Doctors are raising concerns about a new way social media may be messing with your self-esteem: something called “Snapchat dysmorphia.”
An increasing number of patients are seeking out plastic surgery based on what they see in apps like Snapchat and Facetune, according to three dermatologists from the Boston University School of Medicine and Boston Medical Center writing in JAMA Facial Plastic Surgery.
“A new phenomenon, dubbed ‘Snapchat dysmorphia,’ has patients seeking out cosmetic surgery to look like filtered versions of themselves instead, with fuller lips, bigger eyes, or a thinner nose,” they write. “This is an alarming trend because those filtered selfies often present an unattainable look and are blurring the line of reality and fantasy for these patients.”
That’s in contrast to patients of the past, who tended to seek inspiration from celebrities, according to the authors. A growing number of people are also interested in facial symmetry, rather than small fixes like smoothing out a bump in the nose, the article says.
The term “Snapchat dysmorphia” is derived from body dysmorphic disorder (BDD), which is characterized by obsession over perceived physical flaws, even those that may be invisible to others, according to the Mayo Clinic. While Snapchat dysmorphia is not a clinically diagnosable condition, the authors write that pursuing surgery for unrealistic facial changes could contribute to or exacerbate BDD.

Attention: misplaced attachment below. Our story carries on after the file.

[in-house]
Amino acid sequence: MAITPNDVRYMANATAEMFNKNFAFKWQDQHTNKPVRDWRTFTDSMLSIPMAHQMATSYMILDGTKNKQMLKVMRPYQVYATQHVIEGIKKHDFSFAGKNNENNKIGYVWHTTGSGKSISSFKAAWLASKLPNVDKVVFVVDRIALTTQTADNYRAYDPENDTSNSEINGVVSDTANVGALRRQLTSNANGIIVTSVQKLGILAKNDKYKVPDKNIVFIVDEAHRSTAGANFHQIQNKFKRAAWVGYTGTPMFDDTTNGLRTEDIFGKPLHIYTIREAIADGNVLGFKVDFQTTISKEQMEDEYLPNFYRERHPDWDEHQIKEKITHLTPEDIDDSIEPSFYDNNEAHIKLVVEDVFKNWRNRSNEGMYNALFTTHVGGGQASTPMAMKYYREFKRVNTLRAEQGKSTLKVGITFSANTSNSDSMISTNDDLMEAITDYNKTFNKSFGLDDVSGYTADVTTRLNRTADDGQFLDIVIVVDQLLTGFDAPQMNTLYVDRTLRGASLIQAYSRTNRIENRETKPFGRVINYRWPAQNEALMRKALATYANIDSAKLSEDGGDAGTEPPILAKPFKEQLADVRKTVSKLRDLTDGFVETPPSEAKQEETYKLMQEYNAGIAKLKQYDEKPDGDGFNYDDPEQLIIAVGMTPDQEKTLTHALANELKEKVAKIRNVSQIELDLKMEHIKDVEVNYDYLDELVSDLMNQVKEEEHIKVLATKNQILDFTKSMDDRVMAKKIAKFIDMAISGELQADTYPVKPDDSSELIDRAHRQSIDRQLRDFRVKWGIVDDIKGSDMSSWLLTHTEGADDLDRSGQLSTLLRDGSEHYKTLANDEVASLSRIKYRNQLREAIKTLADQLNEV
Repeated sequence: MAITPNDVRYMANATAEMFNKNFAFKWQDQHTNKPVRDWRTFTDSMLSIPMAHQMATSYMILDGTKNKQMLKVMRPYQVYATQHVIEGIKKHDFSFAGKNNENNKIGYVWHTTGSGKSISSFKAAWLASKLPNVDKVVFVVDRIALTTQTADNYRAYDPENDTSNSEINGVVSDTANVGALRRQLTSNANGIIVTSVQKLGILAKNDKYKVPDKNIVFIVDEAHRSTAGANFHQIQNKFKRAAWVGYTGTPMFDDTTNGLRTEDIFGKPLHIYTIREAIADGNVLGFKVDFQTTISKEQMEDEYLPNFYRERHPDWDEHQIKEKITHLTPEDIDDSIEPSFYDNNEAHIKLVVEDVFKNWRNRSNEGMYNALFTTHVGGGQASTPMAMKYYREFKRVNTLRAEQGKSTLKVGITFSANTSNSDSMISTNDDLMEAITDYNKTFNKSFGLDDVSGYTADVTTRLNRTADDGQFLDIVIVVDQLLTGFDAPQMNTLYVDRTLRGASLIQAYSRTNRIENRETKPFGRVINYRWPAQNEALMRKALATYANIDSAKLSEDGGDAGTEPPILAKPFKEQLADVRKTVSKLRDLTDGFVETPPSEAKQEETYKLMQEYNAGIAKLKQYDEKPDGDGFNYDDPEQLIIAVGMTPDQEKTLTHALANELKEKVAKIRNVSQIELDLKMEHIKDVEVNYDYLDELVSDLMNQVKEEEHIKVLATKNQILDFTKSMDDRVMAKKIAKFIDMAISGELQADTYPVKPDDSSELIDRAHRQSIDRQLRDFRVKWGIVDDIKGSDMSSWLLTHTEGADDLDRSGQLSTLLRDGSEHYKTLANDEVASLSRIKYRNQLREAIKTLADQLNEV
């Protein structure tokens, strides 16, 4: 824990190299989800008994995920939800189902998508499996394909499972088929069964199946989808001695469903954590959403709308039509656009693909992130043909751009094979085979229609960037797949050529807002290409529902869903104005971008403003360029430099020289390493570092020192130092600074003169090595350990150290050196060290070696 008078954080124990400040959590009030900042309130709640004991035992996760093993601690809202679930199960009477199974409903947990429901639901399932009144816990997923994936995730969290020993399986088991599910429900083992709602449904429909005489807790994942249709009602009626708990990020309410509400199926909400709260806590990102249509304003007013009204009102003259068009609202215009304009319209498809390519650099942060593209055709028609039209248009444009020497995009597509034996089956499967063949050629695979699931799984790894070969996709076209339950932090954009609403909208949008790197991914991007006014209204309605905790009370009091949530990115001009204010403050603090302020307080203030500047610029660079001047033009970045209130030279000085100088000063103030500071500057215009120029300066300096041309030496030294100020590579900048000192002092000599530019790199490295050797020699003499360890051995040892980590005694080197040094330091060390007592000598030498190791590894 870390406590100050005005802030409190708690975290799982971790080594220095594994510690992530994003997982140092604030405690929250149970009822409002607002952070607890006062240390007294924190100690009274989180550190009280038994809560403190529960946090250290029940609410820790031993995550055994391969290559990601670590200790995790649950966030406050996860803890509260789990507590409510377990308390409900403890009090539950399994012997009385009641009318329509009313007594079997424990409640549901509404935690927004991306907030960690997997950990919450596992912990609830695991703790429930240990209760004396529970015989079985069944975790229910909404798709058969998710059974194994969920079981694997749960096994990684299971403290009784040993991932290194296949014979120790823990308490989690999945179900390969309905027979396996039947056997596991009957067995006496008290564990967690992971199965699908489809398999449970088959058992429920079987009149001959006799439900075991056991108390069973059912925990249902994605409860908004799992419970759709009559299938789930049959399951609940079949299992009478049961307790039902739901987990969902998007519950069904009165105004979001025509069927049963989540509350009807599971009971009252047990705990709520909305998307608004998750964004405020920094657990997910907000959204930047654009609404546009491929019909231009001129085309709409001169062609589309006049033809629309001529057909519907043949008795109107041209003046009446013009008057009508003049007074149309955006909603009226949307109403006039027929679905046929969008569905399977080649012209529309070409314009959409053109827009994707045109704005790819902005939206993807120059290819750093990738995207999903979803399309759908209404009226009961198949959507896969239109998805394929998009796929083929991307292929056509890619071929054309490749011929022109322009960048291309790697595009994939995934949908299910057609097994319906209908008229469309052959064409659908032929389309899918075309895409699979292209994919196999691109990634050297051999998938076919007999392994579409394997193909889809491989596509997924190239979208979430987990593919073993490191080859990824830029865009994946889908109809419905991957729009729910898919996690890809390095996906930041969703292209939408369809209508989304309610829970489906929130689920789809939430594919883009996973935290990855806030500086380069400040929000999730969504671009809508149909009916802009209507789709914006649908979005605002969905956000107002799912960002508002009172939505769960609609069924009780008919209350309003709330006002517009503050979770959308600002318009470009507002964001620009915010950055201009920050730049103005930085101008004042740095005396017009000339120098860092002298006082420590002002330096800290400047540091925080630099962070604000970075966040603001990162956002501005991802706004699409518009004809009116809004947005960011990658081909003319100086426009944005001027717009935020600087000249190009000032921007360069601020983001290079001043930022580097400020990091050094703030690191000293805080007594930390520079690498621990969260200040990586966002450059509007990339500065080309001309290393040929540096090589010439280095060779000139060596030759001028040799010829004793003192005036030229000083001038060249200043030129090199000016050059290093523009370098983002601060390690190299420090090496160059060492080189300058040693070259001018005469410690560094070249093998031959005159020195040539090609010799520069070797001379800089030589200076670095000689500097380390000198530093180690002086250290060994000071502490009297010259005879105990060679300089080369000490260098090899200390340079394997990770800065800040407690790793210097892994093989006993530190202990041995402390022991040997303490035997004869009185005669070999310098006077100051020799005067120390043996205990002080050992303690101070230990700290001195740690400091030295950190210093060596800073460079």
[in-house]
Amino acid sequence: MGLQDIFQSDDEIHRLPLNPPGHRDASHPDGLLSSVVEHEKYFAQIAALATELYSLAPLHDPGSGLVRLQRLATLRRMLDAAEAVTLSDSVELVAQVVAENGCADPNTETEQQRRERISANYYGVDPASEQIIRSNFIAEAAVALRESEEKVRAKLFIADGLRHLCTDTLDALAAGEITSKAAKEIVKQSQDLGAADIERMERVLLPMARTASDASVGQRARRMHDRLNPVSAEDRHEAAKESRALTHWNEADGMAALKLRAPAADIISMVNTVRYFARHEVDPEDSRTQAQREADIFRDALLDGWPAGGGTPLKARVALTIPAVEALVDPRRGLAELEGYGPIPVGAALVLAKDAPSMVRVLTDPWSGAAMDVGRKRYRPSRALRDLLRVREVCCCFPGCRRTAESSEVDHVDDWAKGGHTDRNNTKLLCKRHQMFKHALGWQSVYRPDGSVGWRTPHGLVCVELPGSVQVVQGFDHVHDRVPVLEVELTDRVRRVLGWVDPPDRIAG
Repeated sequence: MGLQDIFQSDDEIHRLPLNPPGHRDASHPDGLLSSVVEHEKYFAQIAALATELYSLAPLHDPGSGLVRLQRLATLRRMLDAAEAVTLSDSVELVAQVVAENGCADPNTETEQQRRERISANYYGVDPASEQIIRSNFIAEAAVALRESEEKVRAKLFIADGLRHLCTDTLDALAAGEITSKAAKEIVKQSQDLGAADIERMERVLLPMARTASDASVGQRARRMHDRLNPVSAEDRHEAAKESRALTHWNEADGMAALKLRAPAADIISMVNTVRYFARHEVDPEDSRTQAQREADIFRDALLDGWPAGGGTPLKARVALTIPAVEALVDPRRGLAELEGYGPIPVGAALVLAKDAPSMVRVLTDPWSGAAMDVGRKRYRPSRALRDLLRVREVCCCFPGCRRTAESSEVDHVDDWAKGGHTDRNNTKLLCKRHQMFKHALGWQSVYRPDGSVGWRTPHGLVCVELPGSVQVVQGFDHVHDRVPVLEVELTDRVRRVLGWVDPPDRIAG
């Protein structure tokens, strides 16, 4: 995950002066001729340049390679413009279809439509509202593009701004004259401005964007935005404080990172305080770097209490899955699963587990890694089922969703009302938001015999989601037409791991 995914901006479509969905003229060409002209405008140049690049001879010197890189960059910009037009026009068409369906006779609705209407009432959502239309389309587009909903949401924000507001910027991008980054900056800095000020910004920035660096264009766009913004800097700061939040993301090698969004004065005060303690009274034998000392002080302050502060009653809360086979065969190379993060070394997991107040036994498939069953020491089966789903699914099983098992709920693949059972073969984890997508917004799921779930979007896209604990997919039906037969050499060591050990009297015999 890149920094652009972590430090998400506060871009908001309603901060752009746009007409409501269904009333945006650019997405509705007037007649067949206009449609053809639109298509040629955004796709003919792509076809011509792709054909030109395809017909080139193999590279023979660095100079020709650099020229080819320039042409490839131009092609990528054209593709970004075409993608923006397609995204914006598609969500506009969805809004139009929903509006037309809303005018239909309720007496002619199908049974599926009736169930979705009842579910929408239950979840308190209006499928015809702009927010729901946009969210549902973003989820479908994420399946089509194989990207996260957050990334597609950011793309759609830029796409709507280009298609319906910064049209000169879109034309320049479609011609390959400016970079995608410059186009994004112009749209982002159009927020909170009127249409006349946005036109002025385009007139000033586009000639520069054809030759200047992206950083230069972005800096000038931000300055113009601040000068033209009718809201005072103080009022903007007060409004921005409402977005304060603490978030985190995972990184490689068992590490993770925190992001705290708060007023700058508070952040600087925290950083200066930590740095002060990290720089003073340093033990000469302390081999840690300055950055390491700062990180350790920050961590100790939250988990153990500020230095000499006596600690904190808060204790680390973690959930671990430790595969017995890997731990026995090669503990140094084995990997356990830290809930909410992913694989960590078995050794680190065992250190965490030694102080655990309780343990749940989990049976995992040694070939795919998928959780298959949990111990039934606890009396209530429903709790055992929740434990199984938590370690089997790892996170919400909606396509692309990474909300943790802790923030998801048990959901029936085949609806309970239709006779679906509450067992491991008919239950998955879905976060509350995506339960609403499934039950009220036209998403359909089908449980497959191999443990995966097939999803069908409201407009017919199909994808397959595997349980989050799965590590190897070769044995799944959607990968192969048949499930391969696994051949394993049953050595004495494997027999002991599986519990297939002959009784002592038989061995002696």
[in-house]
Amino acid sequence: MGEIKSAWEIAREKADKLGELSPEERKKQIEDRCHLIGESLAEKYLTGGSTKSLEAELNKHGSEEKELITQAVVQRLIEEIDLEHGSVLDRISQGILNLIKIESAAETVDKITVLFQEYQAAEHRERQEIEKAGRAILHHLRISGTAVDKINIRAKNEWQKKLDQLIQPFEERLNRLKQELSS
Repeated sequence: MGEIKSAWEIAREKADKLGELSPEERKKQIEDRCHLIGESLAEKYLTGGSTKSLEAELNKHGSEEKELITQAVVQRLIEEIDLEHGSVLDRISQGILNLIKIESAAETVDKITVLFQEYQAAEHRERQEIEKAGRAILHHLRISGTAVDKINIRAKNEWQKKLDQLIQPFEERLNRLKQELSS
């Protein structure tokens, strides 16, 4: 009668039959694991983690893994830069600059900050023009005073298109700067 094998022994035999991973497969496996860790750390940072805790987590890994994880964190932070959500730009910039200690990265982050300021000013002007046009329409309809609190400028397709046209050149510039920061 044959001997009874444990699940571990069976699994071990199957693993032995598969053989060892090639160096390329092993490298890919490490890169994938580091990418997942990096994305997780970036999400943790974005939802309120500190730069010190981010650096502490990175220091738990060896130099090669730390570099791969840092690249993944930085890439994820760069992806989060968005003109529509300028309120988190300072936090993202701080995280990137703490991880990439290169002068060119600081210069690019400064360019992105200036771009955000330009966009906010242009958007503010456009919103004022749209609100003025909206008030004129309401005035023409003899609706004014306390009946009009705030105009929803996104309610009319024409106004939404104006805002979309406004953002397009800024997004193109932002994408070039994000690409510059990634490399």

Representatives from Snapchat did not immediately respond to TIME’s request for comment. A spokesperson for Facetune said in a statement that, “Facetune and Facetune 2 are actually breaking the illusion of ‘perfect body’ ideals. Everyone — from famous supermodels to your aunt —use it, and everyone knows everyone is using it. Arguing otherwise is naive. It levels the playing field for everyone.”
Snapchat dysmorphia may be a relatively new phenomenon, but other research also suggests that social media and selfies are altering the way people view themselves. Around 55% of facial plastic surgeons report seeing patients who are seeking operations to look better in selfies, according to the American Academy of Facial Plastic and Reconstructive Surgery — perhaps in part because research has shown that selfies make your nose look 30% bigger. And a 2015 study of adolescent girls found that those who regularly shared and edited photos on social media had higher levels of body dissatisfaction than those who did not.
Taken together, these results point to a worrying trend, the JAMA authors write.
“Overall, social media apps, such as Snapchat and Facetune, are providing a new reality of beauty for today’s society,” they write. “It can be argued that these apps are making us lose touch with reality because we expect to look perfectly primped and filtered in real life as well.”